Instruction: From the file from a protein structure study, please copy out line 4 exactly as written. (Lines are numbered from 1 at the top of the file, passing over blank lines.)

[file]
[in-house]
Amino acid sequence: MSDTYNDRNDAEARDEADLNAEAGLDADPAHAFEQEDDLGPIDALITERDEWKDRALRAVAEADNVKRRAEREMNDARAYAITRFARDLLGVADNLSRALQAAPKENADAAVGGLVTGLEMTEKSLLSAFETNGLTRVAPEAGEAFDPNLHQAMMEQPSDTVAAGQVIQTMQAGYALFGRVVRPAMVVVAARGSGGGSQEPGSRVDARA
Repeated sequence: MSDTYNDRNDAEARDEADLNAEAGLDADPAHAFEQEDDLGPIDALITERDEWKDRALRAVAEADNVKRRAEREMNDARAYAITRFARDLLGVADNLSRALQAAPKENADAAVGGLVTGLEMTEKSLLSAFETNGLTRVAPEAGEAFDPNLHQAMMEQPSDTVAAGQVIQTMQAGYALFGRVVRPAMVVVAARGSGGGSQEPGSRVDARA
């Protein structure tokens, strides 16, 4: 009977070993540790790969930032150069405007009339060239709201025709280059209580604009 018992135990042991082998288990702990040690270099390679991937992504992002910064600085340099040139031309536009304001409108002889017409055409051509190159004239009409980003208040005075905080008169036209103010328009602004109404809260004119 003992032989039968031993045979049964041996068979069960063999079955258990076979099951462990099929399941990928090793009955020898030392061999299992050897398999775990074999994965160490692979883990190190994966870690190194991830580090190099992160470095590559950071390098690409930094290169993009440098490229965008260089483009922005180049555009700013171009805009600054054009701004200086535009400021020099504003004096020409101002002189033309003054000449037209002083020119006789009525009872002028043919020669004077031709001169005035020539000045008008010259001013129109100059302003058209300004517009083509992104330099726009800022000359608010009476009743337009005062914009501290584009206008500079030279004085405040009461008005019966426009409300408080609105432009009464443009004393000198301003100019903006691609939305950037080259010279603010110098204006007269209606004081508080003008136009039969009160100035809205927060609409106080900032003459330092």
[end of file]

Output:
């Protein structure tokens, strides 16, 4: 009977070993540790790969930032150069405007009339060239709201025709280059209580604009 018992135990042991082998288990702990040690270099390679991937992504992002910064600085340099040139031309536009304001409108002889017409055409051509190159004239009409980003208040005075905080008169036209103010328009602004109404809260004119 003992032989039968031993045979049964041996068979069960063999079955258990076979099951462990099929399941990928090793009955020898030392061999299992050897398999775990074999994965160490692979883990190190994966870690190194991830580090190099992160470095590559950071390098690409930094290169993009440098490229965008260089483009922005180049555009700013171009805009600054054009701004200086535009400021020099504003004096020409101002002189033309003054000449037209002083020119006789009525009872002028043919020669004077031709001169005035020539000045008008010259001013129109100059302003058209300004517009083509992104330099726009800022000359608010009476009743337009005062914009501290584009206008500079030279004085405040009461008005019966426009409300408080609105432009009464443009004393000198301003100019903006691609939305950037080259010279603010110098204006007269209606004081508080003008136009039969009160100035809205927060609409106080900032003459330092």